An inadvertent life
By Phaedrus
Published: April 21, 2013
Updated: April 24, 2013

An inadvertent life



I sometimes
sit a morning
in the gardens
of the city park.
I doze, I dream;
and dreaming, shed
if only for a moment
the imperfections
and impediments
of an inadvertent life.

You should have
died at birth,
my father said,
though his meaning
has always been
unclear to me.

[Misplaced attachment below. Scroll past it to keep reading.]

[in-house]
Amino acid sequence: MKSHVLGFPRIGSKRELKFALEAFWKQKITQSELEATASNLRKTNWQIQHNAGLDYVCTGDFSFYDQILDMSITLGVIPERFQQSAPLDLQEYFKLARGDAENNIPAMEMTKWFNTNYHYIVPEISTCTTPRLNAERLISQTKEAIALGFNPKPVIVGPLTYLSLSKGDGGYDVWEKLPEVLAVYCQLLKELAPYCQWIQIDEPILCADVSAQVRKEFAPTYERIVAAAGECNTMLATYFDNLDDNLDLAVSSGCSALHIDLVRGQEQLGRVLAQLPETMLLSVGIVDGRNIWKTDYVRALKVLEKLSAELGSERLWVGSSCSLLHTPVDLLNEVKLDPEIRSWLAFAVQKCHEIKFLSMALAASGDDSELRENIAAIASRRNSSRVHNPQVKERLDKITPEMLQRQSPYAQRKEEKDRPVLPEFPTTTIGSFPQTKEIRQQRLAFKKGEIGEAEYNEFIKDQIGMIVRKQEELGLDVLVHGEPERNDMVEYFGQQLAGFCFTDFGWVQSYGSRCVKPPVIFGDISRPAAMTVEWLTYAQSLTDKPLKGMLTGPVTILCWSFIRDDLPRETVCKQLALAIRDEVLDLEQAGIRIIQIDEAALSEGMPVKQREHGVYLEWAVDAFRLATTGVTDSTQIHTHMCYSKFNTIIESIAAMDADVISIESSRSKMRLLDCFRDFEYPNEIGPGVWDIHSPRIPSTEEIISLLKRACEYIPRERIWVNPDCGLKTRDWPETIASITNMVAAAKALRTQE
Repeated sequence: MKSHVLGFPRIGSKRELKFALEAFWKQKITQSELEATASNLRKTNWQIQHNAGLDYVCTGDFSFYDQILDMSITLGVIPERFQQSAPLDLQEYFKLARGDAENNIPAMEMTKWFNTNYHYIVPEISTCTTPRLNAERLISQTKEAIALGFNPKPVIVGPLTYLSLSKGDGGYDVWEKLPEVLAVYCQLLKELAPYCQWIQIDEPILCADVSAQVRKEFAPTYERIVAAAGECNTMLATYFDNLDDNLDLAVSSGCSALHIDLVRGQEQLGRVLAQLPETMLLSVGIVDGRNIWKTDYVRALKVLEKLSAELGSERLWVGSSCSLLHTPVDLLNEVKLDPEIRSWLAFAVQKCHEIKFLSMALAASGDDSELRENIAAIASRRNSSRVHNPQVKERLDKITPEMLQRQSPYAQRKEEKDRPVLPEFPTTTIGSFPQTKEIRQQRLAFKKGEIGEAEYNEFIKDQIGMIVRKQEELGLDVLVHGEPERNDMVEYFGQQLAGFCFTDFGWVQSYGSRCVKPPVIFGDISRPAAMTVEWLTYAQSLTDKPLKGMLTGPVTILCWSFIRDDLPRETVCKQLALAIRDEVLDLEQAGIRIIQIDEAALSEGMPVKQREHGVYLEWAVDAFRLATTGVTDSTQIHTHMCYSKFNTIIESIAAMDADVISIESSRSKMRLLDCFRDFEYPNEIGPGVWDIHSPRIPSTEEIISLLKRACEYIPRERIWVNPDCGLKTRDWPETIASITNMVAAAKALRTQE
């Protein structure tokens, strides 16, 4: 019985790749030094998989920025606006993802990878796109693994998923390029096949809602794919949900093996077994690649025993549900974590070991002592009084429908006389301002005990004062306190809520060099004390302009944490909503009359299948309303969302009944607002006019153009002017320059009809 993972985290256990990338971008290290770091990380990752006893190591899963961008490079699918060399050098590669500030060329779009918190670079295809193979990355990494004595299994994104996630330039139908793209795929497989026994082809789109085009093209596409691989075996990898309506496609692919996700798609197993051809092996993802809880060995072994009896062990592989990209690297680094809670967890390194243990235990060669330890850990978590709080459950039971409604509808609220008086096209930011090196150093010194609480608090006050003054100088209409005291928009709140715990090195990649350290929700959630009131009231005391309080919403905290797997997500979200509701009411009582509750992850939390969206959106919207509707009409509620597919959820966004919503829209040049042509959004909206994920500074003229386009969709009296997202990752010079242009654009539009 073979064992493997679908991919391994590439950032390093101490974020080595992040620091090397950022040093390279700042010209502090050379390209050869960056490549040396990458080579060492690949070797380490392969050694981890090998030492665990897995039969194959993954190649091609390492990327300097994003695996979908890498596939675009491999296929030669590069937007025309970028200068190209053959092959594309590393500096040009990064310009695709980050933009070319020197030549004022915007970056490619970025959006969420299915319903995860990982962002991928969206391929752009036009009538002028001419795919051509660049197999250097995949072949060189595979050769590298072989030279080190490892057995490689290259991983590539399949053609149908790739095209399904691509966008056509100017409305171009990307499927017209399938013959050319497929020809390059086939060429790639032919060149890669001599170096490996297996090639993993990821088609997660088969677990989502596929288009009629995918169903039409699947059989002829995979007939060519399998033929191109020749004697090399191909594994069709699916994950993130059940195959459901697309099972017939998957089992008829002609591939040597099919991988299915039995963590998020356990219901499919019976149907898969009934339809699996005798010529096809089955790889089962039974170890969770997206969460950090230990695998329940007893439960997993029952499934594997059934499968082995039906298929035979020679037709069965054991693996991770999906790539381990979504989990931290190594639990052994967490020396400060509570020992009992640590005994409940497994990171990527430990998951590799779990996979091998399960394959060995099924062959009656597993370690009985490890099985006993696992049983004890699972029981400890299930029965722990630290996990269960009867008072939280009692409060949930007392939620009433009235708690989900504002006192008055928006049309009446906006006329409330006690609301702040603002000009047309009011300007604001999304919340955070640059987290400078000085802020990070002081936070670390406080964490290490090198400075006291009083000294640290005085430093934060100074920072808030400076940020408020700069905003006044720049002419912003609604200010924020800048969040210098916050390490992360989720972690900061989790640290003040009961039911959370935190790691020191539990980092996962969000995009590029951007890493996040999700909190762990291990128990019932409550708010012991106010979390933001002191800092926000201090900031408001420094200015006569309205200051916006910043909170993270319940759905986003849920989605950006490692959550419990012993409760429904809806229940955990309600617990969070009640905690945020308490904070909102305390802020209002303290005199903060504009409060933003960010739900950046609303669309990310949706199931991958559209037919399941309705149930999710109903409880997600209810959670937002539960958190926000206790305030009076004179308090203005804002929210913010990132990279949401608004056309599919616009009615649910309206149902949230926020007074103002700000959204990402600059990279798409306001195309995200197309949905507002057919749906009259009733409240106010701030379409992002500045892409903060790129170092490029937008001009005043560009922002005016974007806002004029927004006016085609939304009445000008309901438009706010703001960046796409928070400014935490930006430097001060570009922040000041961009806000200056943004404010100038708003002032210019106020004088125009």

Perhaps I should have
pressed him
for an explanation
while I could.

But now I doze,
and dream,
and watch the children
at their play;
and watching, suffer the
suspicion, the muttered
imprecations,
that vigilance these days
seems to demand.

There are limits
to endurance, of course,
so after a while I clamber
to my feet and hobble
from the gardens.
Perhaps next week Iíll give
the gardens a miss,
since regularity
and inadvertence
do not travel well together.

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